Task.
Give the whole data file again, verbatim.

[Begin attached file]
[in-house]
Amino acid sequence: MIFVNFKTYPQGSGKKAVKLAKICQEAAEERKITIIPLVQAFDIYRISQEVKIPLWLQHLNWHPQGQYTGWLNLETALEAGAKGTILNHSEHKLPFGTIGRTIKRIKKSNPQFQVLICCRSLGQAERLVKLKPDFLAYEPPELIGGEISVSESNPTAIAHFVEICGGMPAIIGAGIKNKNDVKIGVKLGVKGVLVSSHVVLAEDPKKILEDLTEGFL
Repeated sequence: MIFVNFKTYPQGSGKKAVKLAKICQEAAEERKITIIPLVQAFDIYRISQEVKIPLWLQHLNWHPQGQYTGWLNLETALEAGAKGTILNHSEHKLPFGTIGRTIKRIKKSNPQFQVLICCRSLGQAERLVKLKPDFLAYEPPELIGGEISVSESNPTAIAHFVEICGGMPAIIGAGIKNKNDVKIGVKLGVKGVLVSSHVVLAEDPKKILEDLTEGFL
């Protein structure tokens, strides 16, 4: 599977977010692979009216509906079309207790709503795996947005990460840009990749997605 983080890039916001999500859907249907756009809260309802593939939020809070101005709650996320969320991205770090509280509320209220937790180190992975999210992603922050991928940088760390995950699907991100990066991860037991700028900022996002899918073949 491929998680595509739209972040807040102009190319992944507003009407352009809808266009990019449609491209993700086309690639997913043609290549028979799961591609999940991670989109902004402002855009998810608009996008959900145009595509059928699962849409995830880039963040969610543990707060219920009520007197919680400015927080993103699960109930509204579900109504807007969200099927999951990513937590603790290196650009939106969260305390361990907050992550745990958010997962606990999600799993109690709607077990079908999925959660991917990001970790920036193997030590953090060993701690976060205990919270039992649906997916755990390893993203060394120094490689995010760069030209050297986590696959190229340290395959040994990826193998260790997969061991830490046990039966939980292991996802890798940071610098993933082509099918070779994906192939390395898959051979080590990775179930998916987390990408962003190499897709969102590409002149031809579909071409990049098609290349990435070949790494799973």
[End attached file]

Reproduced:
[in-house]
Amino acid sequence: MIFVNFKTYPQGSGKKAVKLAKICQEAAEERKITIIPLVQAFDIYRISQEVKIPLWLQHLNWHPQGQYTGWLNLETALEAGAKGTILNHSEHKLPFGTIGRTIKRIKKSNPQFQVLICCRSLGQAERLVKLKPDFLAYEPPELIGGEISVSESNPTAIAHFVEICGGMPAIIGAGIKNKNDVKIGVKLGVKGVLVSSHVVLAEDPKKILEDLTEGFL
Repeated sequence: MIFVNFKTYPQGSGKKAVKLAKICQEAAEERKITIIPLVQAFDIYRISQEVKIPLWLQHLNWHPQGQYTGWLNLETALEAGAKGTILNHSEHKLPFGTIGRTIKRIKKSNPQFQVLICCRSLGQAERLVKLKPDFLAYEPPELIGGEISVSESNPTAIAHFVEICGGMPAIIGAGIKNKNDVKIGVKLGVKGVLVSSHVVLAEDPKKILEDLTEGFL
């Protein structure tokens, strides 16, 4: 599977977010692979009216509906079309207790709503795996947005990460840009990749997605 983080890039916001999500859907249907756009809260309802593939939020809070101005709650996320969320991205770090509280509320209220937790180190992975999210992603922050991928940088760390995950699907991100990066991860037991700028900022996002899918073949 491929998680595509739209972040807040102009190319992944507003009407352009809808266009990019449609491209993700086309690639997913043609290549028979799961591609999940991670989109902004402002855009998810608009996008959900145009595509059928699962849409995830880039963040969610543990707060219920009520007197919680400015927080993103699960109930509204579900109504807007969200099927999951990513937590603790290196650009939106969260305390361990907050992550745990958010997962606990999600799993109690709607077990079908999925959660991917990001970790920036193997030590953090060993701690976060205990919270039992649906997916755990390893993203060394120094490689995010760069030209050297986590696959190229340290395959040994990826193998260790997969061991830490046990039966939980292991996802890798940071610098993933082509099918070779994906192939390395898959051979080590990775179930998916987390990408962003190499897709969102590409002149031809579909071409990049098609290349990435070949790494799973």